The God who works necessarily and personally to produce fruit also works mediately—He uses means. As the farmer works the soil and uses fertilizer, tractors, trellises, and whatnot to produce fruit, so God uses various means to produce the spiritual crop. How do John 15 and the rest of Scripture show how the following are means God uses to produce fruit: faith; preaching; chastising; our abiding in Christ; doctrine? Other means?

God works also to produce fruit in His church increasingly. He does this by “purging” certain branches, and by “casting forth” others (John 15:2, 6). What is this purging and casting forth? Does this passage teach that there is a possibility that true believers will fall out of Christ, out of salvation? Why or why not, in light of Scripture? Have you been purged lately? Are you being purged now? How does God do this?

4. Strange fruit.

By “strange fruit” I refer to persecution. Jesus speaks of this in John 15:18ff. Such fruit is not, of course, something the disciples themselves bear. Rather, persecution is something that “crops up” as a result of believers’ bearing good fruit. It is the unbelieving world’s throwing rotten tomatoes (and worse!) at a good act. Why? What is there in the believer that occasions the wicked world’s wrath? Find several passages in the psalms in which the psalmists speak of this persecution. How do the psalmists react to it? Some of the psalms are “imprecatory”—in them the psalmist calls down the wrath of God upon His enemies (e.g., Ps. 69:22-25). Would this be proper for us? What does the inspired John say in John 15, and what do the following passages say about the fact of persecution for the believer: II Corinthians 11:23-27; Philippians 1:29; II Timothy 3:12? How can James say we ought to rejoice in the various trials, which would include persecutions which come upon us (James 1:2ff.; cf. these references in I Pet. 1:6, 7; 2:19, 20; 3:14; 4:13, 14)?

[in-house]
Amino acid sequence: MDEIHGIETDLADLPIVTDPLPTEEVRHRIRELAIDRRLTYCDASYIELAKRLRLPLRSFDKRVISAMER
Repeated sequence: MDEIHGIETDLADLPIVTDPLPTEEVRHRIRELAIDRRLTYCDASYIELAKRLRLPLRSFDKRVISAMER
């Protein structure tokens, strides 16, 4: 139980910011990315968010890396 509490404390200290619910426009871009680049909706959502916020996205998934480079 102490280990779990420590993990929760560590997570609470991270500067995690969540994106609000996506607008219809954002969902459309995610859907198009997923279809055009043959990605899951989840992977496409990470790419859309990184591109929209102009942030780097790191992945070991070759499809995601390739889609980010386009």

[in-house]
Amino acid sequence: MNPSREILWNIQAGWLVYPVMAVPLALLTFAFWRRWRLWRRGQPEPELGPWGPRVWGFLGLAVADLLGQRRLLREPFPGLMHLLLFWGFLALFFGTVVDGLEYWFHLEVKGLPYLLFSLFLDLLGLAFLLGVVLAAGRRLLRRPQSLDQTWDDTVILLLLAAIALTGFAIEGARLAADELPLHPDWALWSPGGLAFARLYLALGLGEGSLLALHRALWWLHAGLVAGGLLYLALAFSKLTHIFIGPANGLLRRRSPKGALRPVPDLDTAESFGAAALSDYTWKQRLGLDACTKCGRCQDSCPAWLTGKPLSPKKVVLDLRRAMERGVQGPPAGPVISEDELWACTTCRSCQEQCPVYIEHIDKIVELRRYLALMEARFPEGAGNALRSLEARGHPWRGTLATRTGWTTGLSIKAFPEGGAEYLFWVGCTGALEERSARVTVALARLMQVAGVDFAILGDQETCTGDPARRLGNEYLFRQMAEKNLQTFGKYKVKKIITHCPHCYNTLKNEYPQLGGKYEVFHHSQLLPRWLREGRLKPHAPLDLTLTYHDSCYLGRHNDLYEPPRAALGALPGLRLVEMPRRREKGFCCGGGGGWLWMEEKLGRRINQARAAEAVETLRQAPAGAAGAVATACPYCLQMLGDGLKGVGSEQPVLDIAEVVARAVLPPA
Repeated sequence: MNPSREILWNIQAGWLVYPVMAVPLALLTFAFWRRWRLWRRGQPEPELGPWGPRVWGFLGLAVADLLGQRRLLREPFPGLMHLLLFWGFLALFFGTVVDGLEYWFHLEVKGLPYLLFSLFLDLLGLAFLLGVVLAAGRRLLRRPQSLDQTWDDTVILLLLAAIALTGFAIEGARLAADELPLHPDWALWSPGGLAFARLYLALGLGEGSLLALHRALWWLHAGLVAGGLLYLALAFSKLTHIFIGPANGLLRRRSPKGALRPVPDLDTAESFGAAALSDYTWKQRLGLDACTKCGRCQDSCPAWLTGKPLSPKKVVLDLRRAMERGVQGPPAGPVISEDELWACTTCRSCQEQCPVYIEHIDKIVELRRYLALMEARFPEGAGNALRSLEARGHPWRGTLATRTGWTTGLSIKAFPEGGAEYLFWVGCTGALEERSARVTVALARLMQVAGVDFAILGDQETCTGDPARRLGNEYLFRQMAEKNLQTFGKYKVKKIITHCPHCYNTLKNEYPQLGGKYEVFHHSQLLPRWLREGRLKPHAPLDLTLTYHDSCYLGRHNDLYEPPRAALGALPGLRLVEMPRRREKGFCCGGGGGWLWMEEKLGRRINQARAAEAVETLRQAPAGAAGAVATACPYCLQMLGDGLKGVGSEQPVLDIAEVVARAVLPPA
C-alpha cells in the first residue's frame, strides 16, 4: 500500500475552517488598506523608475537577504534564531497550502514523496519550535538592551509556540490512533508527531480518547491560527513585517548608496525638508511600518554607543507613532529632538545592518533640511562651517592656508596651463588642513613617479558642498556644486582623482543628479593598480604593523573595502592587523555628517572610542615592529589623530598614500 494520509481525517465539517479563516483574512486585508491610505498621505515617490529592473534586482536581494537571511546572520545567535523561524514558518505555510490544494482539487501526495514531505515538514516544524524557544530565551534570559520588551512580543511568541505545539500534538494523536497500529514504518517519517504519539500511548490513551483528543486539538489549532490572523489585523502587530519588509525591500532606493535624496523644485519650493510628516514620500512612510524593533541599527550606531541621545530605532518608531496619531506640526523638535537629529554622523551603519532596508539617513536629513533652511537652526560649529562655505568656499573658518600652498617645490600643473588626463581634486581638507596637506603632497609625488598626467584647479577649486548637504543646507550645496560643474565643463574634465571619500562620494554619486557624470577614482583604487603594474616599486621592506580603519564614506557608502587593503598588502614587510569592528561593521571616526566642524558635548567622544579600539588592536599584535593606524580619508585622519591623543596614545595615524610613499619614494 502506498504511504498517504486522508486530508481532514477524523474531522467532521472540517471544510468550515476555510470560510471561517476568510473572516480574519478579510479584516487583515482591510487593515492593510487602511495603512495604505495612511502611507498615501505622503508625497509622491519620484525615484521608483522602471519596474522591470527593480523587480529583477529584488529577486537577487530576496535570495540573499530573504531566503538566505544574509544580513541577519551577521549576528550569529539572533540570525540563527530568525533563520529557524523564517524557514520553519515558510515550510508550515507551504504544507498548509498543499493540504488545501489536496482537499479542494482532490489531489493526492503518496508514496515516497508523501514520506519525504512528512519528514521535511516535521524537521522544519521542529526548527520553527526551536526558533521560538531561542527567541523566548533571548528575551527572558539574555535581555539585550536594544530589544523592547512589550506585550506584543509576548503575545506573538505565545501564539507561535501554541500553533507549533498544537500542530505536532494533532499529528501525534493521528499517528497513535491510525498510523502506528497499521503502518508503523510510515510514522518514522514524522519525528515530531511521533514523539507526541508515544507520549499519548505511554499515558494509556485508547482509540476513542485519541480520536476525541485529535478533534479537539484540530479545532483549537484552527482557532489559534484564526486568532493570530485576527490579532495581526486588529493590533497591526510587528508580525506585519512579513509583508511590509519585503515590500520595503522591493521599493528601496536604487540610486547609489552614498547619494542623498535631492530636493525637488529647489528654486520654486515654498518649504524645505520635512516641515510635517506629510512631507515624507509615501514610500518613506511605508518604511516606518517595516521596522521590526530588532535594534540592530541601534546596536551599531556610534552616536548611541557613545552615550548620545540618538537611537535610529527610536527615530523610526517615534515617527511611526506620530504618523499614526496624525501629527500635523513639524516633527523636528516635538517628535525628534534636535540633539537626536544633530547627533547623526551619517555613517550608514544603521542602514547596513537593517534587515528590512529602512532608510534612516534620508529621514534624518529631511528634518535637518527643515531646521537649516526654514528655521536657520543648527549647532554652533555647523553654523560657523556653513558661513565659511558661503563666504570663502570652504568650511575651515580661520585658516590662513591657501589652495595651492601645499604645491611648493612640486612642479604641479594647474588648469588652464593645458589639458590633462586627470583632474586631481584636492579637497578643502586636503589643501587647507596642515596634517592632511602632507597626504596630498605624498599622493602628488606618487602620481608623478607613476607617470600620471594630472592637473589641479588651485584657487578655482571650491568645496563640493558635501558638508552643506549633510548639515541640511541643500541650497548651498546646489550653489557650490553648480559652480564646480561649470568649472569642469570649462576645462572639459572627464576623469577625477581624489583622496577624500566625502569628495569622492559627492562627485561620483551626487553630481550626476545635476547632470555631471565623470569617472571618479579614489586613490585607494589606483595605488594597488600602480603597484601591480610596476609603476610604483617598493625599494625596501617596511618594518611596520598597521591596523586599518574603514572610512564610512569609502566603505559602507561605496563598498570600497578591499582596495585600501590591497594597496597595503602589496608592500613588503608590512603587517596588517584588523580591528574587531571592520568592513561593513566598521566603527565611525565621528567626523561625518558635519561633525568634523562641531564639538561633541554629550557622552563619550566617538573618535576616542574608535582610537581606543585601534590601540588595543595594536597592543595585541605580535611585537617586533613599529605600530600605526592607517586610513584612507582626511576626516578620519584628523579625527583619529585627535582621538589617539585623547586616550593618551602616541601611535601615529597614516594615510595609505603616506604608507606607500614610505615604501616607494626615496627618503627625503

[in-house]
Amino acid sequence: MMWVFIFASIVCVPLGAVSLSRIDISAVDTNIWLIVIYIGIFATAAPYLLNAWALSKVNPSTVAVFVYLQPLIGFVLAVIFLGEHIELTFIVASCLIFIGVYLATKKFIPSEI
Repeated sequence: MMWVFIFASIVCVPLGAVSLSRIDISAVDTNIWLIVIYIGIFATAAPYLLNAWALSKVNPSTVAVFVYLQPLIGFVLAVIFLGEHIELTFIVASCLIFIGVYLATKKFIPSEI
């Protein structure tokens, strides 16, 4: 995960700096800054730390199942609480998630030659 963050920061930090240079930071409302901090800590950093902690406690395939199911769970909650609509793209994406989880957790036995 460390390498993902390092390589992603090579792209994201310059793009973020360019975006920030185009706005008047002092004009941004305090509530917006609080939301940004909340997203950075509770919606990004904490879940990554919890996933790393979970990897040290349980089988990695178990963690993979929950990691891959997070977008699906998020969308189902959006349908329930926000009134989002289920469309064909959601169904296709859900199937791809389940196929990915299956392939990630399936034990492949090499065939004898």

5. Comfort for heavy-laden battered branches.

Both fruit-bearing and the fruit of persecution are reminders to the church of its connection with Christ. Christ bears fruit, Christ was persecuted, and therefore His people, His body, His branches shall blossom and be heavy-laden with good fruit. They also, because of Christ in them, shall be whacked at by the brutish. For the wicked recognize, in the fruit of the church, the virtue and presence of the Son of God whom they continue to hate. In order to ensure the comfort of His body Jesus sends the Comforter, the Holy Spirit. How, according to John 15:26, 27, does the Holy Spirit comfort?

6. The purpose of fruit.

What does John 15:8 say is the purpose of fruit-bearing? What do Matthew 5:16 and I Peter 2:9 say about this?

7. Perspective: John 20:31.

The secret of the fruit is the secret of the vine, Jesus the Christ. When Jesus reveals Himself as the vine (John 15:1ff), He utters the last of the “I Am” statements in John. (The others are found in the following passages: 6:35; 8:12; 10:9, 11; 11:25; 14:6.) How is Jesus’ statement “I Am the Vine” further revelation of Himself as the Son of God our Savior?

This revelation of the Vine and the fruit of the Vine is written so that we might believe on the Lord Jesus and have life through His name. Certainly this is written so that we might have abundant life, bear more (and more) fruit (John 15:2), and much fruit (John 15:8), and that our fruit might remain (abide: John 15:16). Do you bear much fruit? During what seasons are we supposed to be fruitful? How might we be more productive? How do we measure, and ought we to set goals for productivity: as individuals, families, congregations, denominations? Three kind words a day? More time with the children? Twenty-five new members a year? Four hundred thousand by the year 2000?